One route that includes Zero point is the Ghoralkot Walk. This walk covers around 3 km and takes around 1.5 to 2 hours. We won’t be surprised if you take longer, since the stunning view at Zero point is sure to leave you captivated for a bit! A route that’s best left to the avid trekkers is the 8-hour, 15 km Gonap Katdhara walk. Call ahead and enquire about organizing a special trek when you visit if you’re just dropping in for a day. Alternatively, if you’ve booked a stay at one of the 5 properties in the park, make sure you ask about treks since almost all organize treks for their guests.
Following The Birds
If you’re playing ‘I Spy’ in Binsar, don’t even bother picking ‘a bird’, since they’re everywhere! All you need is a keen eye and to be a little less noisy, and you can spot these colorful warblers flitting around from tree to tree. The forests in the sanctuary are rich, and being able to retain its natural biodiversity has allowed the wildlife to truly flourish. The result is over 200 resident and migratory birds to spot, making it one of the best ways to explore the Binsar Wildlife Sanctuary for the bird-lovers.
You’ll need to pay special attention to spot the bar-tailed treecreeper, Eurasian jay, mistle thrush and oriental turtle dove. All of these are shades of brown, and can camouflage themselves against the trees with little to no effort! A flash of green and yellow could be the long-tailed broadbill, while hues of blue could be a verditer flycatcher, an ultramarine flycatcher, or the Rufous-bellied niltava. There are also woodpeckers, thrushes, and the intimidating Himalayan vulture, so keep those eyes peeled!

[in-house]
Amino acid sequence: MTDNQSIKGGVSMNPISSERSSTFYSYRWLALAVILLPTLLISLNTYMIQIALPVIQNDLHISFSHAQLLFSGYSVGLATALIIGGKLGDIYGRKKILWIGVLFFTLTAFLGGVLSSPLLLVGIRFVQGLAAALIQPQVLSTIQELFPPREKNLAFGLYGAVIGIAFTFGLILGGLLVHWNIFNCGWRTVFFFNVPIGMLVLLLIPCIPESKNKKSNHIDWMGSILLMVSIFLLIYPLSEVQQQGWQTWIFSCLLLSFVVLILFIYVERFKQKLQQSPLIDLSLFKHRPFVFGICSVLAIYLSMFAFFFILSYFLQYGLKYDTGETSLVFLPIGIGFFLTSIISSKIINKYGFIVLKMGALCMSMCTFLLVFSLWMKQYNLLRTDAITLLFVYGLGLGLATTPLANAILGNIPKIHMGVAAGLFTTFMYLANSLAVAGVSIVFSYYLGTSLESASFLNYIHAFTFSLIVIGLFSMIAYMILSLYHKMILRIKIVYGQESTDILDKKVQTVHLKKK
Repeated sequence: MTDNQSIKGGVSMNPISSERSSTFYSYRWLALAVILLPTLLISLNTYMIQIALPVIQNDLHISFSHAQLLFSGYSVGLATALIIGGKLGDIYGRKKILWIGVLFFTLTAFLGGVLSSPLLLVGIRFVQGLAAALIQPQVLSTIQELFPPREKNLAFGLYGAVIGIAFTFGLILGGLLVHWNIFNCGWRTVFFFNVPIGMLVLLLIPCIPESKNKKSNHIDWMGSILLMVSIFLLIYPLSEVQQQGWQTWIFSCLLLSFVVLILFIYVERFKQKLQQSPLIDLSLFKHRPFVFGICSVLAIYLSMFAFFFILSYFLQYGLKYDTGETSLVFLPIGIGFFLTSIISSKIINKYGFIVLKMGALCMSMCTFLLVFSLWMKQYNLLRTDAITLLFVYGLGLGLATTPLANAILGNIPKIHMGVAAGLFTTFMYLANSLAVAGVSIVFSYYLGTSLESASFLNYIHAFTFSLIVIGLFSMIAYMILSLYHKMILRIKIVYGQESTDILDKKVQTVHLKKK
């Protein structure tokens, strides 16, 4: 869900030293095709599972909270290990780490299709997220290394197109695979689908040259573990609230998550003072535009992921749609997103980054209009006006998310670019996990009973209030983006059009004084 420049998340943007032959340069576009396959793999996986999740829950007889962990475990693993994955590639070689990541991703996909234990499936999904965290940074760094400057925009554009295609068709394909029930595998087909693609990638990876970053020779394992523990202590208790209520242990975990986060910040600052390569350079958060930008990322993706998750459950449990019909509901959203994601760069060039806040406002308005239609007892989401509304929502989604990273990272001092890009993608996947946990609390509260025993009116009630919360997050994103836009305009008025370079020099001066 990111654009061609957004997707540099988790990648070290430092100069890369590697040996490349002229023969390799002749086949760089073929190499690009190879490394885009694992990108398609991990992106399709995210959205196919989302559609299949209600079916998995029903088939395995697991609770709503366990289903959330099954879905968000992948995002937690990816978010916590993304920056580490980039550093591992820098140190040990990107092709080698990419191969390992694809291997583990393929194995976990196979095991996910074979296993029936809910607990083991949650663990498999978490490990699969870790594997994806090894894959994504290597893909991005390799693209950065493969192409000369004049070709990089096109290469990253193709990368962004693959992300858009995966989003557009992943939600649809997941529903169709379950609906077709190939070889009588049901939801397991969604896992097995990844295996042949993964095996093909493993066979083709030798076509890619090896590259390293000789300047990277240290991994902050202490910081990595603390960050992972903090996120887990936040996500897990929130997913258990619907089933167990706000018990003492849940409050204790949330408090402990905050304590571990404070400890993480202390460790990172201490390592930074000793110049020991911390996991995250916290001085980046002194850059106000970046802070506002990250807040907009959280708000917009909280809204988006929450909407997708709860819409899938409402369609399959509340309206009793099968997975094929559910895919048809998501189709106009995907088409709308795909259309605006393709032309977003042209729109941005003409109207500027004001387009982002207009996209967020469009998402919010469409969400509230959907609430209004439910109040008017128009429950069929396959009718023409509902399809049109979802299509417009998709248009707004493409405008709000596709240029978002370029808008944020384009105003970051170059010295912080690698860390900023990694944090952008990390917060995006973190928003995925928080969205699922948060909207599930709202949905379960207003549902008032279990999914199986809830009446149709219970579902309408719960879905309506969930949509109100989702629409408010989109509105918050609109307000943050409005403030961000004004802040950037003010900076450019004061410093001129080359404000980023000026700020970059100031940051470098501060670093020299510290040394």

On A Safari
One of the easiest ways to explore the Binsar Wildlife Sanctuary is by hopping into a jeep and being driven into the dense jungles. The sanctuary has loads of wildlife roaming its grounds, of which the most elusive is the leopard. There are also endangered species here like the Indian red fox, pine martens, porcupines and jackals. Look up into the trees to spot monkeys swinging around, and down on the ground to see wild boar and Himalayan bears making their rounds.
The best part about the safari is that you get to cover a lot more ground, and the safari will take you to spots where animals are frequently spotted. On the other hand, you won’t be able to explore the sanctuary at your own pace. Plus, animals aren’t predictable, and while some safaris have several instances of spotting wildlife, others will only have a glimpse or two.
Call ahead and ask about being able to go on a safari through the park. You can also drive around the park yourself, but you need to stick to the one motorable road there is and pay the vehicle fee.
Don’t let these 4 ways to explore the Binsar Wildlife Sanctuary limit you – as long as you play it safe and don’t cause any harm to the nature around you, explore it in whatever way you like! Make sure you don’t reach the park too late, since it can be quite a distance from other places. Thankfully for you, our goSTOPS Almora is a mere 45-minute drive away. Plus, equipped with the comfiest beds and coziest common room, we’re the perfect place to stay in Almora.
Why Is Binsar Wildlife Sanctuary Famous?
The Binsar Wildlife Sanctuary is home to endangered animals such as the Himalayan black bear, jackals and porcupines. It was also established to protect the broad leaf oak trees that grow here. Plus, the sanctuary has a lot of history and great views to boast. These are its famed qualities, but the sanctuary isn’t one that enjoys a lot of fame.
In Which District Is Binsar Wildlife Sanctuary Located?
The Binsar Wildlife Sanctuary is located in the Kumaon district of Uttarakhand.
Is Binsar Worth Visiting?
Yes, Binsar is well worth the visit! The lush green forests and breathtaking views of snowcapped mountains are unbeatable, as is the chance to stay on one of the Colonial estates within the park.
How Can I Go To Binsar Wildlife Sanctuary?
You’ll need to board a flight to the Pant Nagar Airport, a good 155 km away from Binsar. Alternatively, hop on a train to Kathgodam; it shares good rail connectivity with most major cities in India. It is around 55 km away from Binsar. From here, you can get a cab or bus to take you to Almora.